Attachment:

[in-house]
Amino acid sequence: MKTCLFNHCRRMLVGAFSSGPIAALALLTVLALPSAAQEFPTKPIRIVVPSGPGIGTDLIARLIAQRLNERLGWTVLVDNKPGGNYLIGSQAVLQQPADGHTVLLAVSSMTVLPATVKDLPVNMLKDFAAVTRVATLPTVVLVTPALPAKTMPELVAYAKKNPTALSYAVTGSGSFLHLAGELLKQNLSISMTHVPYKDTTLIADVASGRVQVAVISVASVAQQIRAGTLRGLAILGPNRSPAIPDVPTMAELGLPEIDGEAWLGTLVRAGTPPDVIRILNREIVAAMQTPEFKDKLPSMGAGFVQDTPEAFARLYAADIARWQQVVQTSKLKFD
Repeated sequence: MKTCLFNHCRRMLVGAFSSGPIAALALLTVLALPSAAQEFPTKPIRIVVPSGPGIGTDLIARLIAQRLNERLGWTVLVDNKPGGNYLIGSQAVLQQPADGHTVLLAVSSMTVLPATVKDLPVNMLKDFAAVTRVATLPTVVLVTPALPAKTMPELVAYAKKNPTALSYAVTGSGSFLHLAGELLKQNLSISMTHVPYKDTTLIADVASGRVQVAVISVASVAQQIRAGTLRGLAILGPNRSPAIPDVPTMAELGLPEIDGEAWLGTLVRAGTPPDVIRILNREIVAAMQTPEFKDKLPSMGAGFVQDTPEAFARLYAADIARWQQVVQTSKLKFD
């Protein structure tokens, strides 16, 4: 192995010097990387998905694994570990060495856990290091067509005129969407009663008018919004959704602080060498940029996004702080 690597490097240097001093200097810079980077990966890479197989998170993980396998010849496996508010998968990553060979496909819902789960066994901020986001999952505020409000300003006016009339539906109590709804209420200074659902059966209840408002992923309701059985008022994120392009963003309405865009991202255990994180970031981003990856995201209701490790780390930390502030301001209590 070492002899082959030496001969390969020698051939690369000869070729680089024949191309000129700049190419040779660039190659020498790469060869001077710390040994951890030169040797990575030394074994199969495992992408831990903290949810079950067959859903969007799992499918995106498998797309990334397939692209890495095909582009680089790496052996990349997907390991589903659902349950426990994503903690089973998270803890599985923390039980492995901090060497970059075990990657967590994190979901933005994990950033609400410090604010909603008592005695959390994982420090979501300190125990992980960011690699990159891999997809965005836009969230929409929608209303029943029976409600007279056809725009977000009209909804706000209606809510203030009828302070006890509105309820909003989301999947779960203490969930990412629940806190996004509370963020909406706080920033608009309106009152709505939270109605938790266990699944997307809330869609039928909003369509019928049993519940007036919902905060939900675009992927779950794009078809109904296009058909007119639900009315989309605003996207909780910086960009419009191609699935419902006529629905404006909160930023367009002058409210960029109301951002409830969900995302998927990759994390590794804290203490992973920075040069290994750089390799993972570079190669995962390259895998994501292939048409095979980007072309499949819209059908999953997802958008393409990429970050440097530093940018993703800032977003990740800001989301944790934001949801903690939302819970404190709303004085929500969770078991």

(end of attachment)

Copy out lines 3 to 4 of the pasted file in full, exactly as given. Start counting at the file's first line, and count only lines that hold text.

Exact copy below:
Repeated sequence: MKTCLFNHCRRMLVGAFSSGPIAALALLTVLALPSAAQEFPTKPIRIVVPSGPGIGTDLIARLIAQRLNERLGWTVLVDNKPGGNYLIGSQAVLQQPADGHTVLLAVSSMTVLPATVKDLPVNMLKDFAAVTRVATLPTVVLVTPALPAKTMPELVAYAKKNPTALSYAVTGSGSFLHLAGELLKQNLSISMTHVPYKDTTLIADVASGRVQVAVISVASVAQQIRAGTLRGLAILGPNRSPAIPDVPTMAELGLPEIDGEAWLGTLVRAGTPPDVIRILNREIVAAMQTPEFKDKLPSMGAGFVQDTPEAFARLYAADIARWQQVVQTSKLKFD
């Protein structure tokens, strides 16, 4: 192995010097990387998905694994570990060495856990290091067509005129969407009663008018919004959704602080060498940029996004702080 690597490097240097001093200097810079980077990966890479197989998170993980396998010849496996508010998968990553060979496909819902789960066994901020986001999952505020409000300003006016009339539906109590709804209420200074659902059966209840408002992923309701059985008022994120392009963003309405865009991202255990994180970031981003990856995201209701490790780390930390502030301001209590 070492002899082959030496001969390969020698051939690369000869070729680089024949191309000129700049190419040779660039190659020498790469060869001077710390040994951890030169040797990575030394074994199969495992992408831990903290949810079950067959859903969007799992499918995106498998797309990334397939692209890495095909582009680089790496052996990349997907390991589903659902349950426990994503903690089973998270803890599985923390039980492995901090060497970059075990990657967590994190979901933005994990950033609400410090604010909603008592005695959390994982420090979501300190125990992980960011690699990159891999997809965005836009969230929409929608209303029943029976409600007279056809725009977000009209909804706000209606809510203030009828302070006890509105309820909003989301999947779960203490969930990412629940806190996004509370963020909406706080920033608009309106009152709505939270109605938790266990699944997307809330869609039928909003369509019928049993519940007036919902905060939900675009992927779950794009078809109904296009058909007119639900009315989309605003996207909780910086960009419009191609699935419902006529629905404006909160930023367009002058409210960029109301951002409830969900995302998927990759994390590794804290203490992973920075040069290994750089390799993972570079190669995962390259895998994501292939048409095979980007072309499949819209059908999953997802958008393409990429970050440097530093940018993703800032977003990740800001989301944790934001949801903690939302819970404190709303004085929500969770078991």